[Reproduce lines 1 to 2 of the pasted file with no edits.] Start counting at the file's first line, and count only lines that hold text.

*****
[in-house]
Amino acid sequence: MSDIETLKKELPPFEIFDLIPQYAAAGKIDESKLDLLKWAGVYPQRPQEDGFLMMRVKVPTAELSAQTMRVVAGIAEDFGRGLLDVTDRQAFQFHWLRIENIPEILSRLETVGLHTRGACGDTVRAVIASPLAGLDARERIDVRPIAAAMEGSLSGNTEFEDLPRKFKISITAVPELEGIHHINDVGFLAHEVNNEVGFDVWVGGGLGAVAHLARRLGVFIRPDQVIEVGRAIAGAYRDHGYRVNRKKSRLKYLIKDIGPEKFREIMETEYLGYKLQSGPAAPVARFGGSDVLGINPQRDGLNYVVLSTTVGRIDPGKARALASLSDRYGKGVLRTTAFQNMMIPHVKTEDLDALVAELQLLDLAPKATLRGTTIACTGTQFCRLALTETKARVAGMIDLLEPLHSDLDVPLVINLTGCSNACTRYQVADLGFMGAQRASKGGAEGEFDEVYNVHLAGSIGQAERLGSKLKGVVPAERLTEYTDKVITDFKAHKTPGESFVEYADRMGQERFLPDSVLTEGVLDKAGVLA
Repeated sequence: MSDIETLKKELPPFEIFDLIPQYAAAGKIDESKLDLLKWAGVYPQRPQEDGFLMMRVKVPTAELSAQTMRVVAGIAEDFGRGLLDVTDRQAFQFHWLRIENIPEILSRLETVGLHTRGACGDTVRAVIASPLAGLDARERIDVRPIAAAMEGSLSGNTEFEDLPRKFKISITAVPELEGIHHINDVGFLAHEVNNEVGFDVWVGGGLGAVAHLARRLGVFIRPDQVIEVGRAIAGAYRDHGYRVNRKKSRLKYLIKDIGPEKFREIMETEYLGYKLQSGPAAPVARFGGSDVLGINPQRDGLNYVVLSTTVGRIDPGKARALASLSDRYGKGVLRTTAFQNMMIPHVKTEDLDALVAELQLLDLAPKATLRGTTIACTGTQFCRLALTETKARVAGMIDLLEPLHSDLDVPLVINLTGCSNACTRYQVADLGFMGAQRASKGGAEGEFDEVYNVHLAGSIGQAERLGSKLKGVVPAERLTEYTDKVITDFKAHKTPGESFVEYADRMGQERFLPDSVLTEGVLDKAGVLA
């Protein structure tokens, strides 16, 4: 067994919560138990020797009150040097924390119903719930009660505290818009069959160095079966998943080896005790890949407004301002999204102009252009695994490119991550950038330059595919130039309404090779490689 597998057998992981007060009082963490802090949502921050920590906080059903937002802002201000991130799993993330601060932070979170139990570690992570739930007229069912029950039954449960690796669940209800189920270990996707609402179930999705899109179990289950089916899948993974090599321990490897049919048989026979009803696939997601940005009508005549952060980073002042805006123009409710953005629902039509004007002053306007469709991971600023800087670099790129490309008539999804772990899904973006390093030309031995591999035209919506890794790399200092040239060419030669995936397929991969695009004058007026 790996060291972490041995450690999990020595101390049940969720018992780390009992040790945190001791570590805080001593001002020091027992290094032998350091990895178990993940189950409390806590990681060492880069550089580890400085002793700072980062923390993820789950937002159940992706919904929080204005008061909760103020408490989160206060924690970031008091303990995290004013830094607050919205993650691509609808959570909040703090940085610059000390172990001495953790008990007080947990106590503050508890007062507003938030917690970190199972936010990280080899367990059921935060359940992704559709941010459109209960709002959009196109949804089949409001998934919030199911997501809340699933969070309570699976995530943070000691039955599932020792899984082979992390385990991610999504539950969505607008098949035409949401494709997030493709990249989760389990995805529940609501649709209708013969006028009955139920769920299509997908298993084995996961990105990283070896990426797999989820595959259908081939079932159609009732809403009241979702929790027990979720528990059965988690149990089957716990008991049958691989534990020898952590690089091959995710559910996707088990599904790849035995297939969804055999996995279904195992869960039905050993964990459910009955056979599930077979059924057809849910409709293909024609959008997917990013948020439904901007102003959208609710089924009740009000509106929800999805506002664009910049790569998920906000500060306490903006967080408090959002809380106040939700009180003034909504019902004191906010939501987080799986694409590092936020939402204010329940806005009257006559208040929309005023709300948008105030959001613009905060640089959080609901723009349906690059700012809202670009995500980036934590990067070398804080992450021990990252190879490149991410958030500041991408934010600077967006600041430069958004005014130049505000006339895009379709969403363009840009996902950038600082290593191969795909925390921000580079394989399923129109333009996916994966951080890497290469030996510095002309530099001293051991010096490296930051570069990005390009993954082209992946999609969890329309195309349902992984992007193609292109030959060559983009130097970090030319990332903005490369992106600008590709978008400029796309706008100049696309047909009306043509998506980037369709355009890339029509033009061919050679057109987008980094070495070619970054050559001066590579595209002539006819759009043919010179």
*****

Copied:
[in-house]
Amino acid sequence: MSDIETLKKELPPFEIFDLIPQYAAAGKIDESKLDLLKWAGVYPQRPQEDGFLMMRVKVPTAELSAQTMRVVAGIAEDFGRGLLDVTDRQAFQFHWLRIENIPEILSRLETVGLHTRGACGDTVRAVIASPLAGLDARERIDVRPIAAAMEGSLSGNTEFEDLPRKFKISITAVPELEGIHHINDVGFLAHEVNNEVGFDVWVGGGLGAVAHLARRLGVFIRPDQVIEVGRAIAGAYRDHGYRVNRKKSRLKYLIKDIGPEKFREIMETEYLGYKLQSGPAAPVARFGGSDVLGINPQRDGLNYVVLSTTVGRIDPGKARALASLSDRYGKGVLRTTAFQNMMIPHVKTEDLDALVAELQLLDLAPKATLRGTTIACTGTQFCRLALTETKARVAGMIDLLEPLHSDLDVPLVINLTGCSNACTRYQVADLGFMGAQRASKGGAEGEFDEVYNVHLAGSIGQAERLGSKLKGVVPAERLTEYTDKVITDFKAHKTPGESFVEYADRMGQERFLPDSVLTEGVLDKAGVLA